3 tablespoons safflower or other neutral oil
1 onion, sliced
3 garlic cloves, left whole
1 jalapeño, halved and seeds scooped out (you can leave in the seeds if you like a lot of spice)
1 28-ounce can whole tomatoes
1 teaspoon sugar
Salt to taste
12 small corn tortillas
1 cup (about 8 ounces) mild cheddar or aged mozzarella (like the kind that comes in plastic at the supermarket)
2 scallions, green parts chopped, for garnish
Refried beans, for serving (optional)
Make the filling: Preheat the oven to 400°F. Place the butternut halves in a 9-by-13-inch casserole dish and brush with lots of oil. Sprinkle with salt. Roast for 45 to 55 minutes, until soft but not too soft. In a second baking dish, toss the 2 onions with 1 to 2 tablespoons olive oil, sprinkle with salt, and bake for 20 minutes, until soft but not too dark. Meanwhile, in a large mixing bowl, combine the chipotle pepper, adobo sauce, garlic, olive oil, lime juice, and salt. When the onions are ready, toss with the chipotle mixture. When the squash is ready, let cool for a few minutes until you can touch it. Cut the peel off the roasted squash and roughly cube it. Add that to the mixing bowl and toss to combine. Taste for salt and add more as needed–you’ll want the filling to be very well seasoned to make the final dish sing.
While the vegetables are roasting, make the sauce: In a wide saucepan, heat the oil over medium-high heat. Add the onion, garlic, and jalapeño, and cook for 5 to 10 minutes, stirring occasionally. You want the vegetables to soften and get a little brown around the edges. When the veggies are soft, add the tomatoes and simmer, partly covered, for about 20 minutes, until the sauce has thickened and even browned around the edges. Let the sauce cool for a few minutes, then transfer to the blender and blend til emulsified and smooth. The sauce will lighten in color to a pretty pink. Pour back into the saucepan you simmered the sauce in.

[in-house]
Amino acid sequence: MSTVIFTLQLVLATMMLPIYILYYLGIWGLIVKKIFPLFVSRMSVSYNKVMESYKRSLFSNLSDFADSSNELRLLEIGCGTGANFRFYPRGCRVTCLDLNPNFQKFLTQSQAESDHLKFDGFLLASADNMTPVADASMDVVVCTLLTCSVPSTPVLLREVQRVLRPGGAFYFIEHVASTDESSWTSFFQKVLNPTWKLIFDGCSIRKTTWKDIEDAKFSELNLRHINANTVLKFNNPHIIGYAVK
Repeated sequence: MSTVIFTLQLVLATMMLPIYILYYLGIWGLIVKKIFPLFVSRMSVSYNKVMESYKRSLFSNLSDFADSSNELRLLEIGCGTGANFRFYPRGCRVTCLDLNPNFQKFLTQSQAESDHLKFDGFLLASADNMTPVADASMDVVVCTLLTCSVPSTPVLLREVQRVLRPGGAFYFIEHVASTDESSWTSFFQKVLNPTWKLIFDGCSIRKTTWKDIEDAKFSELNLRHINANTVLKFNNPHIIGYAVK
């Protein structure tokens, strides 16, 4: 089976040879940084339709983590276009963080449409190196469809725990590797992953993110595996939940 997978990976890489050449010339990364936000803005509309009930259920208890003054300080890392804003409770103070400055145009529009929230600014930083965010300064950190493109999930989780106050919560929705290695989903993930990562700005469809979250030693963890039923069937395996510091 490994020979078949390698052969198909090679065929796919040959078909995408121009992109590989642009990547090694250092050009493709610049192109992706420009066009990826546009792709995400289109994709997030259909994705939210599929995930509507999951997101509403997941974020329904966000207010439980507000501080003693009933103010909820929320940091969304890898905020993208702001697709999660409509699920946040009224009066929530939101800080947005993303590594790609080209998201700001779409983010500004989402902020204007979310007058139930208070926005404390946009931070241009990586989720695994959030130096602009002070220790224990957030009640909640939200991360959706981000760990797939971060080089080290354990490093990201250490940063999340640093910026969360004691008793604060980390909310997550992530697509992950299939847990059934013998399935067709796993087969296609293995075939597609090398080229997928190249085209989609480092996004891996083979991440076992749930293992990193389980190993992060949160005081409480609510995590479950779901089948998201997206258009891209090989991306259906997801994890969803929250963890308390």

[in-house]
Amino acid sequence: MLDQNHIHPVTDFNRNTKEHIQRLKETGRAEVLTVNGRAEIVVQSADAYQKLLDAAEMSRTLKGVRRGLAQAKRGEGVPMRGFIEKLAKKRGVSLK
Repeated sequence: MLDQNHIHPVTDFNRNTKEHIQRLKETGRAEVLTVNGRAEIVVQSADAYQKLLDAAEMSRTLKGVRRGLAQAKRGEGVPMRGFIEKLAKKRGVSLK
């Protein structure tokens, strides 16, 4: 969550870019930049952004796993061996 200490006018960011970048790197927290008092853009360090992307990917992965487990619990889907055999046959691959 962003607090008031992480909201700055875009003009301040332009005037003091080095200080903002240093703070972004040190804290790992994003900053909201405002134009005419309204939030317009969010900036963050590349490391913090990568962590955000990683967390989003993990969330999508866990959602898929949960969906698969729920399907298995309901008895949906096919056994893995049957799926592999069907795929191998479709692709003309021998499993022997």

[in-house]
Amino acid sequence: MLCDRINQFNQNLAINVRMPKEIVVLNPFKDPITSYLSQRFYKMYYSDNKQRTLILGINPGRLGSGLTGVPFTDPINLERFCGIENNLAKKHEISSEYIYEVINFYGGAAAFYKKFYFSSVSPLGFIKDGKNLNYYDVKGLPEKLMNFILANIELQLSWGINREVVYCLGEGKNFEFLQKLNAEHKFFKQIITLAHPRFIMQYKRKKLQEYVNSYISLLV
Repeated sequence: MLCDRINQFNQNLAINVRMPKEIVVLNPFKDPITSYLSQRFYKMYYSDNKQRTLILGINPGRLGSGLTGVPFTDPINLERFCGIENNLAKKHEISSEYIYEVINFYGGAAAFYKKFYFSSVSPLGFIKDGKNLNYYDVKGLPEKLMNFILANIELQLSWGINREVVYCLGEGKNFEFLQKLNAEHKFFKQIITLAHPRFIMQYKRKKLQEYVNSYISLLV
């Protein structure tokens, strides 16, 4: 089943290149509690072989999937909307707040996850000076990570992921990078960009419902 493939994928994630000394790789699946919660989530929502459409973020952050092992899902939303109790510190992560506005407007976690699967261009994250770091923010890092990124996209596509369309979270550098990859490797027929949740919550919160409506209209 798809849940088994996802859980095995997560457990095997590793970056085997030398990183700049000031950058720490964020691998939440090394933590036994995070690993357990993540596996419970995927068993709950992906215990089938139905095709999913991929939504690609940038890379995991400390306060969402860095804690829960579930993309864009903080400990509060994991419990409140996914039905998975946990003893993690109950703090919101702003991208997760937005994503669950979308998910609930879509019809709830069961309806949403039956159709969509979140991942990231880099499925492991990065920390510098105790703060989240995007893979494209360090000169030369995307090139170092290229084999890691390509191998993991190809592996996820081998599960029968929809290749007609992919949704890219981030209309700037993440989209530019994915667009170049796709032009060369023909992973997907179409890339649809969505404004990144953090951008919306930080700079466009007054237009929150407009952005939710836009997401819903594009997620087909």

Toast the tortillas: heat a cast iron or other heavy pan over medium-high heat for about 5 minutes, until very hot. Toast a tortilla for 30 seconds to 1 minute per side, until slightly golden and crisp. Set aside on a plate and repeat with the rest of the tortillas (this step allows the tortillas to absorb tons more enchilada sauce, which means more flavor).
Assemble the enchiladas: Spoon a little sauce into the bottom of the pan in which you roasted the squash. Take a toasted tortilla and immerse it in the sauce. (Use tongs or your clean hands.) Set the dipped tortilla on a plate or cutting board and spoon some of the squash filling into a line along the middle. Roll up the tortilla and place your enchilada in the prepared pan. Repeat until you’ve used up all the filling and all the tortillas. If possible, squeeze them all into the casserole pan, but use two pans if you need! Spoon the rest of the sauce on top, then sprinkle on the cheese. Bake at 400°F for 25 to 30 minutes, until the cheese is melted and the edges of the enchiladas have gotten crispy. Garnish with the scallion greens and eat with refried beans.